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Phuket: Island Living

We traveled to Phuket and some surrounding Andaman islands in March 2010.  Our goal: beautiful beaches, delicious Thai food and coconut rum drinks.  Spoiler alert: Mission Accomplished!

Phuket is situated off the west coast of Thailand in the Andaman Sea. The island is connected to mainland Thailand by a bridge. Phuket formerly derived its wealth from tin and rubber, and enjoyed a rich and colorful history. The island was on one of the major trading routes between India and China, and was frequently mentioned in foreign ship logs of Portuguese, French, Dutch and English traders.

We arrived the evening of Saturday March 20.  We started off on Sunday with a visit to Phuket town and the Sunday Market. Above, from left to right, are picturd a vegetable stall, a curry spice stall and a butcher stall. After the market, we went to Kata Beach and then back to the hotel for an early evening.

We woke up early the next day for our first excursion to Ko Phi Phi island.  Phi Phi is situated in Krabi Province in southern Thailand. The two islands that make up this group (Phi Phi Don and Phi Phi Le). The islands are famed for their spectacular landscapes – most notably the breathtaking cliffs, with tall sheer walls of limestone.  We snorkeled at the coral reefs of Maya Bay, a bay in the southwest corner of Pi Pi Le.  Maya Bay, which where the movie “The Beach” was filmed, has transparent seas and corel beds, which are home to a wide range of sea life.  Above is a photo of me on a beach in Phi Phi Don.

The following day we set out on another excursion to Phang Hga, to the north of Phuket. We’re pictured above cruising through the many karst islands of Phang Nga.

Our first stop was Ko Tapu or “James Bond Island.” Ko Tapu is a steep rocky monolith that lies approximately 200 meters offshore of the two-islet pair known as Ko Khao Phingkan. Ko Tapu found fame through the 1974 Bond film “The Man with the Golden Gun”.   Ko Khao Pingkan is a tiny islet, with enough room for a short hiking trail, small beach and souvenir stand.

Out next stops on the tour were Hong Island and Panak Island, where we did some cave kayaking.  As you can see above, things got pretty tight.  This cave went on for about a one-hundred meters.

The long, narrow caves did not bother Laura (above), who – despite everyone else’s need for flashlights - put fashion over function by sporting her shades.

After cave kayaking, we cruised over to Lawa island for some more swimming and kayaking.  I swam, and Laura had some of our tour guides kayak her, to a small monkey beach on Lawa island.  I felt a little bad for the guy kayaking Laura, as it was very difficult to follow her ”close-enough-but-not-too-close” instructions at the monkey beach.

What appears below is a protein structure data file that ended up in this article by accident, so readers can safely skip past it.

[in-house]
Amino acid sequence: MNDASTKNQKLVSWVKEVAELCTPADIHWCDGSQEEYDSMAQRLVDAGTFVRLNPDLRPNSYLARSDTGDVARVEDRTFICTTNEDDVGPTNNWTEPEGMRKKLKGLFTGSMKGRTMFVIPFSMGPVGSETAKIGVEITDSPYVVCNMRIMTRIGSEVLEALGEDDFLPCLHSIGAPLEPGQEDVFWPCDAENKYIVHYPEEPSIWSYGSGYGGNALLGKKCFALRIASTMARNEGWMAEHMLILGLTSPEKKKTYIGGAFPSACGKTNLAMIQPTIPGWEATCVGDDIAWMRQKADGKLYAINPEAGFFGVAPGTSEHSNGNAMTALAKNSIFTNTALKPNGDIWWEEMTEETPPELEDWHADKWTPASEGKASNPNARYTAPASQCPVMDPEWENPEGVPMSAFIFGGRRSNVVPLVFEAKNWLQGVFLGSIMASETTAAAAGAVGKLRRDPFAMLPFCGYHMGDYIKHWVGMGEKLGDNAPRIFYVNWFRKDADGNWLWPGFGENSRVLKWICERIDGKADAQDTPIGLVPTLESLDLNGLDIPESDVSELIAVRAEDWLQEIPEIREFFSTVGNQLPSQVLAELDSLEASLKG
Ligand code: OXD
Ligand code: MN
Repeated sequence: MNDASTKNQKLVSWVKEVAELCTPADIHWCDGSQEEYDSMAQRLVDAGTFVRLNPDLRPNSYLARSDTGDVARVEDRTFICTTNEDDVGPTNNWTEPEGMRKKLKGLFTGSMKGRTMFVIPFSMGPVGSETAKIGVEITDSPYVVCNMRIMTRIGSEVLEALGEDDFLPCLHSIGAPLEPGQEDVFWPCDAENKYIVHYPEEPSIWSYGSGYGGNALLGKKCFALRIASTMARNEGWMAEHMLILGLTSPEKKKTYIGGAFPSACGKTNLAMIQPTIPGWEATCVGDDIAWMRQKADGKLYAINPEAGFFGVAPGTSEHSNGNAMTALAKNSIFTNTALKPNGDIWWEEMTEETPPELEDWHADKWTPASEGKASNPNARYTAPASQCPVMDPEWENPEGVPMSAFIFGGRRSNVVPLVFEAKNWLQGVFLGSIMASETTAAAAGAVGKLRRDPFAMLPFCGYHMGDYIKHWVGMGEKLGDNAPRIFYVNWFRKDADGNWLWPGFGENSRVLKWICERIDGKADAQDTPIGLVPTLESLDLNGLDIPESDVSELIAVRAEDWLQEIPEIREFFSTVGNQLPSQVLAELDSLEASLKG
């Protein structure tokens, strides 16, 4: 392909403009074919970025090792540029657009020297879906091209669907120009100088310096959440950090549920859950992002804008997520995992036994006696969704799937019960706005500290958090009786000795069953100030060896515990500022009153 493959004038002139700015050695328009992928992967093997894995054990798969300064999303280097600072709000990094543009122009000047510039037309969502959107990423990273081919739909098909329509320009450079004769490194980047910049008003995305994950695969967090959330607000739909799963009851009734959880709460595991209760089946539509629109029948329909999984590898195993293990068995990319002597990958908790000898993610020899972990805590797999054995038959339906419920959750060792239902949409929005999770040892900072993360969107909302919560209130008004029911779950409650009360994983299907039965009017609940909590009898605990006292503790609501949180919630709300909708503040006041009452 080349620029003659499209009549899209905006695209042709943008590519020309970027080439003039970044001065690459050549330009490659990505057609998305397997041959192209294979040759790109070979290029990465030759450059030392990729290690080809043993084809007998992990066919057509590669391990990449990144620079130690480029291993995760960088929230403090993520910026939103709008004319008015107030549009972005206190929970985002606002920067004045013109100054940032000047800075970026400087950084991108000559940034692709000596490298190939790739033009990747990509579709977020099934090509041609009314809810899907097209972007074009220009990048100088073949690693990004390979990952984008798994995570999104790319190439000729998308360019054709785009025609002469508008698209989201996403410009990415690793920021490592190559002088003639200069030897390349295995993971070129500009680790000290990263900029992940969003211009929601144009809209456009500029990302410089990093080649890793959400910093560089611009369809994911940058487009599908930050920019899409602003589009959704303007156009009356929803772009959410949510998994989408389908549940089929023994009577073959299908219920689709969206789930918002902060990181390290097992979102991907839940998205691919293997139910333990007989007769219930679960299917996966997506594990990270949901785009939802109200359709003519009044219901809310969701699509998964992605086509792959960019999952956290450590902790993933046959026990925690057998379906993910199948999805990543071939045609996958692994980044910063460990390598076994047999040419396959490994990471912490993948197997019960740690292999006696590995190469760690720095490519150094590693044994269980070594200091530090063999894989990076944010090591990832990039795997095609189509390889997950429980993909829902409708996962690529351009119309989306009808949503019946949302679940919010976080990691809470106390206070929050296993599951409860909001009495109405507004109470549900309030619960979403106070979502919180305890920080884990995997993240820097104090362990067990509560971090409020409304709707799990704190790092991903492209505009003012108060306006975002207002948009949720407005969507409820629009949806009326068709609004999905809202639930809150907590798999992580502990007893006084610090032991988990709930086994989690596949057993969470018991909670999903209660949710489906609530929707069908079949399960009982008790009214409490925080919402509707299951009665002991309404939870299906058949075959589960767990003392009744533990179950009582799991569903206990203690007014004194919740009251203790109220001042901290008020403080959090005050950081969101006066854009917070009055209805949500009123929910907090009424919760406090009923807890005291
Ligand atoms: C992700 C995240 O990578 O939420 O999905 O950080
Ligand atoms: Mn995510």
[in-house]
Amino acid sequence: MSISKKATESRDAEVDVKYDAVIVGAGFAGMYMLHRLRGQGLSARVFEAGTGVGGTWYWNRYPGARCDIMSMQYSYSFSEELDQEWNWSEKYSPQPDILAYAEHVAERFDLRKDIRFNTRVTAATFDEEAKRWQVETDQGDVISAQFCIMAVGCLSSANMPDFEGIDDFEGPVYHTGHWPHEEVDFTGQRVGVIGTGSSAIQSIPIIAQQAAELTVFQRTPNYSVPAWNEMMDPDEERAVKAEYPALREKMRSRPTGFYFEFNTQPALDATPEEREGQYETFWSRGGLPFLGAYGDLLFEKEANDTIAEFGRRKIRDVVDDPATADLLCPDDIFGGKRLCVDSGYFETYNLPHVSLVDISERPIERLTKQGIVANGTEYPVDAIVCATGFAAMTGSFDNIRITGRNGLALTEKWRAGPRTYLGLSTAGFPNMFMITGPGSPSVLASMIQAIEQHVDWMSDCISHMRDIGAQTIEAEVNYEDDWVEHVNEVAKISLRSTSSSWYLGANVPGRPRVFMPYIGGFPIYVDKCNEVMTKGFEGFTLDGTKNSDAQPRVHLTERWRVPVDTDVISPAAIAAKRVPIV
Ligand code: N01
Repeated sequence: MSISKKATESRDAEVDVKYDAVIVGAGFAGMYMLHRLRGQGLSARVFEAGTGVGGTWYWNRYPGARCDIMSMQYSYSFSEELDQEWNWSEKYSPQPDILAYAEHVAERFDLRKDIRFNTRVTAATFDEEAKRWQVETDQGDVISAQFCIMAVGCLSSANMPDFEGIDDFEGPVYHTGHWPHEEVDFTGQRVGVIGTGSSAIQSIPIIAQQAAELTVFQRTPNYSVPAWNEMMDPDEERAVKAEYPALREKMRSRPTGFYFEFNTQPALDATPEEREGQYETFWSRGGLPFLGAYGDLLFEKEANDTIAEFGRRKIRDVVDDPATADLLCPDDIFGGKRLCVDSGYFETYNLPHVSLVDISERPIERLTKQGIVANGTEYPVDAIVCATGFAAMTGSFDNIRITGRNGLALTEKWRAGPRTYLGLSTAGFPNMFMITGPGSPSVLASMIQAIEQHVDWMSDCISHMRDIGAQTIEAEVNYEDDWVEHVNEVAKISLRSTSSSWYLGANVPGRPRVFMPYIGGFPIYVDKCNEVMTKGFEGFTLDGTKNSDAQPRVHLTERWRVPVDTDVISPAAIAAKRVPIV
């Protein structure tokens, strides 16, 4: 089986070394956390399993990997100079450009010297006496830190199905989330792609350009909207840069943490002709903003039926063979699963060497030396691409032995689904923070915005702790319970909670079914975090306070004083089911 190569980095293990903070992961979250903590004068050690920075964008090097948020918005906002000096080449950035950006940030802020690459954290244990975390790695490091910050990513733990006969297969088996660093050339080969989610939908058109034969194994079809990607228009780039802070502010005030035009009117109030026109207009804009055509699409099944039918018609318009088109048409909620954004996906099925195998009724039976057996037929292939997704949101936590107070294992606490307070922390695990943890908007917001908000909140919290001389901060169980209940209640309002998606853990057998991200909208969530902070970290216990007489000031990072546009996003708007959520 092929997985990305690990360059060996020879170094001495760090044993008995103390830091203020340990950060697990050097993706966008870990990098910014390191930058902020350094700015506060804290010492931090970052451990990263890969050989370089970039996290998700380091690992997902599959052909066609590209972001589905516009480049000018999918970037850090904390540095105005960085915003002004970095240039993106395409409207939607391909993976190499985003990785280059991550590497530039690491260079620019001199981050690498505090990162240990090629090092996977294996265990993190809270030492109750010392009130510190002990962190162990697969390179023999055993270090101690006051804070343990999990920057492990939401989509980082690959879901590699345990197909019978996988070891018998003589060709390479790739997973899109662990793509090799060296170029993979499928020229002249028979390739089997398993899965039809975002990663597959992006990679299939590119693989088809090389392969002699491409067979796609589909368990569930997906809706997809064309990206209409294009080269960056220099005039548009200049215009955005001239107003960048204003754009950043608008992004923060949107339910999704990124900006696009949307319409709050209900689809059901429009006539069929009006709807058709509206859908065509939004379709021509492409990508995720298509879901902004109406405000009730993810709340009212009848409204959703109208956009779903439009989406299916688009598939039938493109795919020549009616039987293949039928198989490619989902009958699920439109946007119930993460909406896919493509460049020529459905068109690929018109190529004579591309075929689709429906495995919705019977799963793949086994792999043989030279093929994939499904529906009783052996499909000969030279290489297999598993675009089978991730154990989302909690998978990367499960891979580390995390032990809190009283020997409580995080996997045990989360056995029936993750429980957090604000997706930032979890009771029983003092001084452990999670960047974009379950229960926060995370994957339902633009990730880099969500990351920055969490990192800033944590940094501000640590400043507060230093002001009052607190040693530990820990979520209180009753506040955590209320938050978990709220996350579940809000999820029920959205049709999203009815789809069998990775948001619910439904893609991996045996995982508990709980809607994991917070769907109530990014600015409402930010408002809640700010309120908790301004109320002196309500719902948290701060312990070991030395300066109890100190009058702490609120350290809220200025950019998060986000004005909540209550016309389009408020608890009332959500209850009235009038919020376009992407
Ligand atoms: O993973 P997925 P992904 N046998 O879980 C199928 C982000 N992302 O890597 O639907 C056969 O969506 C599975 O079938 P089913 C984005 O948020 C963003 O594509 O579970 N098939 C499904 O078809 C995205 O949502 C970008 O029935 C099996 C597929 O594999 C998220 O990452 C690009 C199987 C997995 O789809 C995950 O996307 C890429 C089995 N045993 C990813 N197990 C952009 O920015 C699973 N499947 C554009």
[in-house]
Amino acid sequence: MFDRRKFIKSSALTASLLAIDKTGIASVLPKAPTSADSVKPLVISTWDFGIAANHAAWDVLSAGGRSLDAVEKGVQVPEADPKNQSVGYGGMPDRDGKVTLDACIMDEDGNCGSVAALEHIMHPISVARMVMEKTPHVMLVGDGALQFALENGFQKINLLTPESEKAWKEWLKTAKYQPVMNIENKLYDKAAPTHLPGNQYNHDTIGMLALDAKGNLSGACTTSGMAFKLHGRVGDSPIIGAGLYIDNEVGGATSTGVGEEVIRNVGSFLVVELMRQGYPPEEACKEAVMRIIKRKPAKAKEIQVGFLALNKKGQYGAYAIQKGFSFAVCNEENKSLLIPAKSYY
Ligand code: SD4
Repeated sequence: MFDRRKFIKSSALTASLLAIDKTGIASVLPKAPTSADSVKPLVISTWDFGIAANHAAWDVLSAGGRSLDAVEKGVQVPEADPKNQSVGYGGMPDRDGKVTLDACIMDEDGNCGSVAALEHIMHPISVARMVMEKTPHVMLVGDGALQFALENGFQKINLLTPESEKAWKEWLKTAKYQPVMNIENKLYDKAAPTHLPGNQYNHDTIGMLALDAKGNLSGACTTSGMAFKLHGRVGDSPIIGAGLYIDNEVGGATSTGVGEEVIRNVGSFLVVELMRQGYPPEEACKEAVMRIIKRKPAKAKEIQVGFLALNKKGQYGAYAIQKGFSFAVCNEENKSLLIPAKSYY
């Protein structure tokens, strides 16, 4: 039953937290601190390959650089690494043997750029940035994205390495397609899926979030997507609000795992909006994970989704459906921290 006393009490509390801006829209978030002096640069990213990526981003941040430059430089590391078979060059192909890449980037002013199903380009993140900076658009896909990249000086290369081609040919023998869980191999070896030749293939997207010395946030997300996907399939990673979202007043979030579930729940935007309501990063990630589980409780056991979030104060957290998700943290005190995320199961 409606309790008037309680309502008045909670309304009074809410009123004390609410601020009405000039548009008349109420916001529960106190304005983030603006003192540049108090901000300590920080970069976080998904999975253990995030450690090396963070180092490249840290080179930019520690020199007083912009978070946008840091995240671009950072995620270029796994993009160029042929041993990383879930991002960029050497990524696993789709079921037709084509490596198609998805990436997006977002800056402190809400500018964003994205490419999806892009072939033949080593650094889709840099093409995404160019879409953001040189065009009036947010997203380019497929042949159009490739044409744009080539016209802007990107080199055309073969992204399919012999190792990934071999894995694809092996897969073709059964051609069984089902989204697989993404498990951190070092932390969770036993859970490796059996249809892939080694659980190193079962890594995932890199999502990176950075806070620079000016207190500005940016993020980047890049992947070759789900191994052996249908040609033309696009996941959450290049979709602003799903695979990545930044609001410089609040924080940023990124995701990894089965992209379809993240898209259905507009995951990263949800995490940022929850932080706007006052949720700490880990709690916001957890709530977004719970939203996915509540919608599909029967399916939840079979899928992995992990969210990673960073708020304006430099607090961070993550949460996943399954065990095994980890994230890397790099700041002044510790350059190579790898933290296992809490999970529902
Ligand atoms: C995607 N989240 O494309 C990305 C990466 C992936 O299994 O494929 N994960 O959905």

On the way back home our cruise director gave us all a makeshift katoey show.

While in Phuket, we stayed a the Vijitt Resort, an all villa-style resort hotel situated on a private beachfront.  While we enjoyed exploring Phuket, we’d have had a wonderful enough time passing our whole stay at the Vijitt.  Above is a picture of us at the Vijitt outdoor lobby.

I particularly enjoyed the rum drinks served in a coconut.  Pictured left to right above, I lounge with my coconut, I order another coconut from my coconut guy, and I enjoy a walk on Vijitt’s beach with my coconut.

We also enjoyed “Fun Fun Hour” each day (above), when drinks were half price and band was full blast (above).

 

Laura, on the other hand, was all about the infinity pool overlooking the beach.

Laura (above) spent many an hour soaking in the saltwater pool.

We also enjoyed the outdoor shower in our villa.  Here I’m getting ready, after a tough day of snorkelling and swimming, for a cocktail reception hosted by the manager.

Pictured above, Laura and I enjoy a drink with Vijitt’s manager before dinner.

Mor Mudong, a hidden restaurant deep in a mangrove field made famous entirely by word of mouth. We heard about it first on Andrew Zimmern’s Bizarre Foods and subsequently read about it in his blog. While visiting Mor Mudong, Andrew samples stuffed mackerel, wasp larvae and stingray.  Getting there seemed tough.  The directions on their website say “start at the Phuket zoo, go straight on the Palai Soi [a dirt road], untill you see [another restuarant], then turn left.  Go straight along on the Mu Dong Soi [a narrower dirt road], you will pass a many restuarant…  After that go straight along on the road again, until the end of road.”  Fortunately, we told the manager that we wanted to go here and, after commenting that we in for some real local fare, he got us a driver who knew the spot. We were not so daring, not because we lacked the courage but more so because we barely had enough communication skills to order beer and rice. Mor Mudong is not really used to hosting westerners. We couldn’t do much more than point at pictures on the menu and take a wait-and-see approach to what came to the table.  As it turned out, our lunch was heavenly: steamed, whole kapong fish with lime; fried crab with black pepper, prawns with bean vermicelli noodles; and, fresh, raw prawns in fish sauce (mistake, but one I’d gladly make over).  Above, from left to right, is me before the meal, Laura with my fork-full-of-food in the foreground, and Laura after our meal.

Of course, all this favorsome food tasted even better paired with a frosty, cold Singha beer.

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